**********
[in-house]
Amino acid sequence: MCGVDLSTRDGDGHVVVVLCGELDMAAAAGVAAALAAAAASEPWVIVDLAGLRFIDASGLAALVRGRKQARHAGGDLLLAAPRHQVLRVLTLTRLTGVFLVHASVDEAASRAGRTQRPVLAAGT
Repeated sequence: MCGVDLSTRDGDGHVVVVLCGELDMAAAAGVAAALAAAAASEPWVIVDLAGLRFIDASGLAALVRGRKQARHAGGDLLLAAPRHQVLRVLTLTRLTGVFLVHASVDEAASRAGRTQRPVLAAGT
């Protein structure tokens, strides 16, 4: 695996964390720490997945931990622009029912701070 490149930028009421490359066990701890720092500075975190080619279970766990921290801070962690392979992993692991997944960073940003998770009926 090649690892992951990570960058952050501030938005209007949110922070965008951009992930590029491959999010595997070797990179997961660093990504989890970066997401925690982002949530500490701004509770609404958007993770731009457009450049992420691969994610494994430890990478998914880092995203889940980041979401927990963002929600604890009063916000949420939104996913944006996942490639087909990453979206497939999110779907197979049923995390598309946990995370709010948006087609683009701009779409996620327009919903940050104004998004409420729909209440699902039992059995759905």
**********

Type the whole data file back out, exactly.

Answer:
[in-house]
Amino acid sequence: MCGVDLSTRDGDGHVVVVLCGELDMAAAAGVAAALAAAAASEPWVIVDLAGLRFIDASGLAALVRGRKQARHAGGDLLLAAPRHQVLRVLTLTRLTGVFLVHASVDEAASRAGRTQRPVLAAGT
Repeated sequence: MCGVDLSTRDGDGHVVVVLCGELDMAAAAGVAAALAAAAASEPWVIVDLAGLRFIDASGLAALVRGRKQARHAGGDLLLAAPRHQVLRVLTLTRLTGVFLVHASVDEAASRAGRTQRPVLAAGT
């Protein structure tokens, strides 16, 4: 695996964390720490997945931990622009029912701070 490149930028009421490359066990701890720092500075975190080619279970766990921290801070962690392979992993692991997944960073940003998770009926 090649690892992951990570960058952050501030938005209007949110922070965008951009992930590029491959999010595997070797990179997961660093990504989890970066997401925690982002949530500490701004509770609404958007993770731009457009450049992420691969994610494994430890990478998914880092995203889940980041979401927990963002929600604890009063916000949420939104996913944006996942490639087909990453979206497939999110779907197979049923995390598309946990995370709010948006087609683009701009779409996620327009919903940050104004998004409420729909209440699902039992059995759905």